VoIP E911 Notification
Jeff Pulver points to an FCC public notice regarding the notification requirement for interconnected VoIP providers to tell their subscribers that 911 might not work on their VoIP service.
I have to say I find disturbing the requirement that service providers disconnect all customers who have not affirmatively acknowledged the notification. As Jeff points out (I haven't independently checked his numbers, but see no reason to dispute them), 1.5M landlines in the US do not have E911, and significant numbers of wireless phones do not have E911, but there has been no requirement on ILECs or Cellular carriers to get affirmative acknowledgdment from these customers, and especially none to shut off service to customers who don't affirmatively acknowledge.
Is the public interest better served by customers not having VoIP service at all than by customers having VoIP service without E911? How does this square with the logic that the public interest is better served by ILEC and Cellular customers having service without E911?
(Let's ignore for the moment that the ILECs that do not provide E911 are typically rural independent telcos, which have an inordinate amount of lobbying clout.)
If you're an ILEC customer without E911, it's OK for the ILEC to give you a phone line without E911, because they're often the provider of last resort - if they don't give you a phone line, you don't have a phone line. But if you're a VoIP subscriber, I guess the logic is that you can always get phone service from the ILEC if the VoIP service provider cuts you off.
But isn't that a regulatory impediment to competition? If the FCC considers intermodal competition (e.g., cable companies competing with telcos for telephone service) a better method of ensuring consumer protection than, for example, regulations like local service unbundling, shouldn't they at the very least be avoiding asymmetrical regulation (such as requiring VoIP service providers to notify - and collect affirmative acknowledgement - of E911 limitations, but not requiring the same of telcos)?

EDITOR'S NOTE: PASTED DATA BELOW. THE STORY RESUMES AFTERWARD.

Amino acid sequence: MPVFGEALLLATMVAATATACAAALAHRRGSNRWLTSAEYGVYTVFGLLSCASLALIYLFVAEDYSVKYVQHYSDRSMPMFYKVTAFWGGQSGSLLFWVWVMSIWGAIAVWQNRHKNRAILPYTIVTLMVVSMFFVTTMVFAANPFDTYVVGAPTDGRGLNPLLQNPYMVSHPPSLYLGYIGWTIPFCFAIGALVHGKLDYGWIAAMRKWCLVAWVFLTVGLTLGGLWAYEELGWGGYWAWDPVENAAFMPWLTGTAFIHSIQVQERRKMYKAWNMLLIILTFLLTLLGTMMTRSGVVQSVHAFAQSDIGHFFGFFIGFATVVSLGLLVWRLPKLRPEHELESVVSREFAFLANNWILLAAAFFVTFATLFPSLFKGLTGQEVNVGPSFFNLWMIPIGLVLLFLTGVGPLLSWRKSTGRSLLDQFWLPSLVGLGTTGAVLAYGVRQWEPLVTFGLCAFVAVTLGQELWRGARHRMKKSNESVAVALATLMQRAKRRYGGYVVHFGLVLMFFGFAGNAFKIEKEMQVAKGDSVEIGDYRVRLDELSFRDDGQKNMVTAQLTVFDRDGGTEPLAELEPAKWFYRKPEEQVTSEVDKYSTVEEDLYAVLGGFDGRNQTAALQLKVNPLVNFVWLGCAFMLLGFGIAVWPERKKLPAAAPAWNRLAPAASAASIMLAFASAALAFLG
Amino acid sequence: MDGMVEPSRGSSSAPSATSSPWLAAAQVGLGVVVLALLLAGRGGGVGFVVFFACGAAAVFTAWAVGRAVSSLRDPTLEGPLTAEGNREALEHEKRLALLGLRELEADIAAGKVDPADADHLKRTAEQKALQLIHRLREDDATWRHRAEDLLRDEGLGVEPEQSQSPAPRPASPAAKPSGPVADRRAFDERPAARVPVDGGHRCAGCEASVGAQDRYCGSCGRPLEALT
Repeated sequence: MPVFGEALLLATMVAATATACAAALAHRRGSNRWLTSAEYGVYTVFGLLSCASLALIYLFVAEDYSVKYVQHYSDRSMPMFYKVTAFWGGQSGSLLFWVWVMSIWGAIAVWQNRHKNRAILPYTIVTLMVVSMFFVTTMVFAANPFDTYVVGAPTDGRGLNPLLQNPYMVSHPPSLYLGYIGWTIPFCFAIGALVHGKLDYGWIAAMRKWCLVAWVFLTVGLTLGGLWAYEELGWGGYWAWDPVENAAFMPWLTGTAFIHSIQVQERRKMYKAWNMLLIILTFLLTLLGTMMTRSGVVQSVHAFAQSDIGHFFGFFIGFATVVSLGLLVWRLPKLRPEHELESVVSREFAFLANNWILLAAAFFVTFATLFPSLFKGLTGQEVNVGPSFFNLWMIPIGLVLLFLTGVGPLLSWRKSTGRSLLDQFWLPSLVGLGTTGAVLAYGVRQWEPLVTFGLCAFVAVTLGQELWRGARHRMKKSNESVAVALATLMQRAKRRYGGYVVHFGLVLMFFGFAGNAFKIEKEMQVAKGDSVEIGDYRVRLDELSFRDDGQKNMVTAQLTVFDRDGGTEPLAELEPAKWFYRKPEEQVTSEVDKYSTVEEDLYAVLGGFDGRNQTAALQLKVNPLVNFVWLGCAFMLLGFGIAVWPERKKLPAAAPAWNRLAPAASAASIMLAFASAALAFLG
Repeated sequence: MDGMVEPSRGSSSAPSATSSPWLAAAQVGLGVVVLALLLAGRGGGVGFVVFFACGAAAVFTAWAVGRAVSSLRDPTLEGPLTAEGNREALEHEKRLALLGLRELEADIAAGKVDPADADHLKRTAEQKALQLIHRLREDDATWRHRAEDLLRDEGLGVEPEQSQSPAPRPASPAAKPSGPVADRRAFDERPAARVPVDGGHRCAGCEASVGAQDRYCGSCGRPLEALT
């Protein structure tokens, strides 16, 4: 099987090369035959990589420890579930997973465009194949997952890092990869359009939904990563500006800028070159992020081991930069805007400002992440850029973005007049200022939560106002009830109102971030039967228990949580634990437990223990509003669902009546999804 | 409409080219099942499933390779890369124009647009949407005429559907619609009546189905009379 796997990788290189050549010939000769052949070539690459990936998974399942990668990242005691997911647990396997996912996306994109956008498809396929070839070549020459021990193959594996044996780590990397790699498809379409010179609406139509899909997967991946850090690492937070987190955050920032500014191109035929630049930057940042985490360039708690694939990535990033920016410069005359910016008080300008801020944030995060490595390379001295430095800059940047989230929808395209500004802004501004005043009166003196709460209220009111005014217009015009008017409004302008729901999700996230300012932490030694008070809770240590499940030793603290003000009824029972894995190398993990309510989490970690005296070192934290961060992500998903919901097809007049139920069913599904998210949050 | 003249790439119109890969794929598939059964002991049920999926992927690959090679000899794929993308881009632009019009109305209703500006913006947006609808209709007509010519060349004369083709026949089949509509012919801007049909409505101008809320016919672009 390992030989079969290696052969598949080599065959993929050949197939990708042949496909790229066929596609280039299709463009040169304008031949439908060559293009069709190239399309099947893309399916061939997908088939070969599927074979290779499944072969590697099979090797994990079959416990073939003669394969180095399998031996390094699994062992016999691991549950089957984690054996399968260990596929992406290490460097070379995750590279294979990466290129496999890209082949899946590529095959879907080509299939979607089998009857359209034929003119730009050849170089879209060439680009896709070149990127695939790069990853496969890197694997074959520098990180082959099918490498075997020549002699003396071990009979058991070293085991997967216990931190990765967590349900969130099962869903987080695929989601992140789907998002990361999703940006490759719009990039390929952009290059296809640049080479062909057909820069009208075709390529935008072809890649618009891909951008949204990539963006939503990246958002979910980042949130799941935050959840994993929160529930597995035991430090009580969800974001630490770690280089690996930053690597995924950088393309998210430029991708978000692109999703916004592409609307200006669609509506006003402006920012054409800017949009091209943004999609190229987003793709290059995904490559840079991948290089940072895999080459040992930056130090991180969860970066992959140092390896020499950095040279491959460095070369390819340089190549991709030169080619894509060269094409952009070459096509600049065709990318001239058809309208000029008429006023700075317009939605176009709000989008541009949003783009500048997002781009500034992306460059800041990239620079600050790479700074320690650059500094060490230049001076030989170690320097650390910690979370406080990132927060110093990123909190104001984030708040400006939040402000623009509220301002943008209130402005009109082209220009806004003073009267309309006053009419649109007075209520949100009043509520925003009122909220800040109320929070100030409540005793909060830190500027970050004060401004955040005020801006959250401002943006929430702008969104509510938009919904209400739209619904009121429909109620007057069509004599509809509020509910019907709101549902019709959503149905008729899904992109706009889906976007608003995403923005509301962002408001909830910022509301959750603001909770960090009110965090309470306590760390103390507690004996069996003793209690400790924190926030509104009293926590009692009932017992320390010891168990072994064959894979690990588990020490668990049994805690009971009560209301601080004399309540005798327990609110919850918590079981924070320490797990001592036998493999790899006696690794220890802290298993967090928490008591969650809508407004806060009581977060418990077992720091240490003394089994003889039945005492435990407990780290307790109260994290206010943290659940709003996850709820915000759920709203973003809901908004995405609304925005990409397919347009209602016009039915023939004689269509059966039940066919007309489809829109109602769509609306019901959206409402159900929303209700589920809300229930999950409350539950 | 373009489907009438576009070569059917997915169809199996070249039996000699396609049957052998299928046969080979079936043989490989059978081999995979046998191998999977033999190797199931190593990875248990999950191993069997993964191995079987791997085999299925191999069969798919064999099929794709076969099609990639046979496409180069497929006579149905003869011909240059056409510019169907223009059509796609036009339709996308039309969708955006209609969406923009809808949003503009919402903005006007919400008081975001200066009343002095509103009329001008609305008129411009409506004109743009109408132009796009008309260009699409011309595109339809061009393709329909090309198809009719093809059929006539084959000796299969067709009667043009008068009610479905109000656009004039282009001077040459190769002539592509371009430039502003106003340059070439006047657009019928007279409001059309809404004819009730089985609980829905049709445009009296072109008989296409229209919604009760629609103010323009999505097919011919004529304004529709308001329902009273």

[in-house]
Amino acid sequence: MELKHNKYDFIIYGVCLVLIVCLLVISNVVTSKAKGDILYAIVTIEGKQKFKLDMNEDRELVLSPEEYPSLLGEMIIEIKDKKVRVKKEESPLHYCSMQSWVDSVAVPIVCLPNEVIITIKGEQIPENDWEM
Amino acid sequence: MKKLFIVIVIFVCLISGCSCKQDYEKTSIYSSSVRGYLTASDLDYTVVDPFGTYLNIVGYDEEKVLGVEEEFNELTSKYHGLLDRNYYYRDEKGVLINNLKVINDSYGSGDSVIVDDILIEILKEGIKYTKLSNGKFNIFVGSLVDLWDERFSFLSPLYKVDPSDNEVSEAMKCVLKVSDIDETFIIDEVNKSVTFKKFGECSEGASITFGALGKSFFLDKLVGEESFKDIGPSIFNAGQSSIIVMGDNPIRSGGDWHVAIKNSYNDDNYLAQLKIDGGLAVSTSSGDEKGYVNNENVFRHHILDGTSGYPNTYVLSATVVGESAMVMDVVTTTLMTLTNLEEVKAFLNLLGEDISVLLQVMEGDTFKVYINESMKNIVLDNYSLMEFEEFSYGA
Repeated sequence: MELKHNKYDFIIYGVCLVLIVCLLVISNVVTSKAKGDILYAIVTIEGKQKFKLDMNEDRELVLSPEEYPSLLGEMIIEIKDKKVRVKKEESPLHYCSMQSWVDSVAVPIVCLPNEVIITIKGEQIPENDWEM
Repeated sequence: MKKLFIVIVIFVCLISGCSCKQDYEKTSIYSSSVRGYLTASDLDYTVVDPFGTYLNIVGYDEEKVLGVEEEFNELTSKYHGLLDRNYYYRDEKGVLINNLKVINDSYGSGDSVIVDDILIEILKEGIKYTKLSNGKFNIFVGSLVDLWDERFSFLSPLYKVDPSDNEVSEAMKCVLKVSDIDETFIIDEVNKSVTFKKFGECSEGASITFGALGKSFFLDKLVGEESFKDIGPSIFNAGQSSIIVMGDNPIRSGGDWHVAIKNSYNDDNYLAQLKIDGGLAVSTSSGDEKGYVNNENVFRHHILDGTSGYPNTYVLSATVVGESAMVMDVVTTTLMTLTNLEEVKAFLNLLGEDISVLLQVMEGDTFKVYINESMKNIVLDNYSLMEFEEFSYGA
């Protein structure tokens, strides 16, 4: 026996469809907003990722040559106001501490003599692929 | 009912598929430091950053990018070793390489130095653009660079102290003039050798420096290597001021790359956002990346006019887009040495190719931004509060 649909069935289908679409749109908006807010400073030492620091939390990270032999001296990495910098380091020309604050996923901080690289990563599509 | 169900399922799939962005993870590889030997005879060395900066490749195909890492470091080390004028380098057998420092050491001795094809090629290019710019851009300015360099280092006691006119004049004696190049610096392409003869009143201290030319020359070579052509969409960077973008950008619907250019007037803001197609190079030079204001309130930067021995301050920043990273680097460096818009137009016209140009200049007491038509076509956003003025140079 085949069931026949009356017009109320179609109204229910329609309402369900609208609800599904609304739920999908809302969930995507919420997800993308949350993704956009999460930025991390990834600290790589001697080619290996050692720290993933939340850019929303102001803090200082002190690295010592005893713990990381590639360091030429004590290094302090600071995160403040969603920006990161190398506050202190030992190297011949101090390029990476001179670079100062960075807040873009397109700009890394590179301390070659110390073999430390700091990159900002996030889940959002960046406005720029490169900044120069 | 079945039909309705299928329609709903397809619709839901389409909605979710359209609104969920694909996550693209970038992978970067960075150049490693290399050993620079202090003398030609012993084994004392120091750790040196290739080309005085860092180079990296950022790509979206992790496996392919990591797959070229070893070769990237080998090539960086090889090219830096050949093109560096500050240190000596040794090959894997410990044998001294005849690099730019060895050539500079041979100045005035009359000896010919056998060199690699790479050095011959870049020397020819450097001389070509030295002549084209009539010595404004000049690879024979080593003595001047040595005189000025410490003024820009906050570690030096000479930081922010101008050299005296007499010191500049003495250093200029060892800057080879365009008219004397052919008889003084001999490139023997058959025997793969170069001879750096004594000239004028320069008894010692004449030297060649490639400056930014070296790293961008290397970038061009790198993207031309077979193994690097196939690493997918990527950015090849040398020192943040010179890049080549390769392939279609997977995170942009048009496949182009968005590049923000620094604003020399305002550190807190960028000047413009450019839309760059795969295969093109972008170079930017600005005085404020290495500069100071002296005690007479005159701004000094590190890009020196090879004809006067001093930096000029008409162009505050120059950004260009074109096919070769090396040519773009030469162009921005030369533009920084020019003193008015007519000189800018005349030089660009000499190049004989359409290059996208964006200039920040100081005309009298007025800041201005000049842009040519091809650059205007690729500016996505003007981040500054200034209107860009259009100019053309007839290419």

This only applies out in the boondocks, where independent telcos don't provide E911, you say? Well, let's look at some of Packet8's caveats about when E911 may not work as expected, for example:
- When there is an electrical power outage, service outage or suspension/disconnection of Packet8 service due to billing or other issues.
- When a change of address has been reported, but not yet been updated on the Packet8 account.
- When the local PSAP receiving Packet8 E911 emergency service calls does not have a system configured for E911 services that enables the operator to capture and/or retain automatic number or location information.
- When due to technical factors in network design and/or in the event of network congestion on the Packet8 network, a Packet8 E911 call may produce a busy signal or experience unexpected answering wait times and/or take longer to answer.
Again, I fail to see how, in a deregulatory model that is supposed to encourage competition over regulation, imposing asymmetrical regulation like this is in the public interest.
I'm also trying to figure out exactly how you put a warning sticker on a softphone, but that's another topic...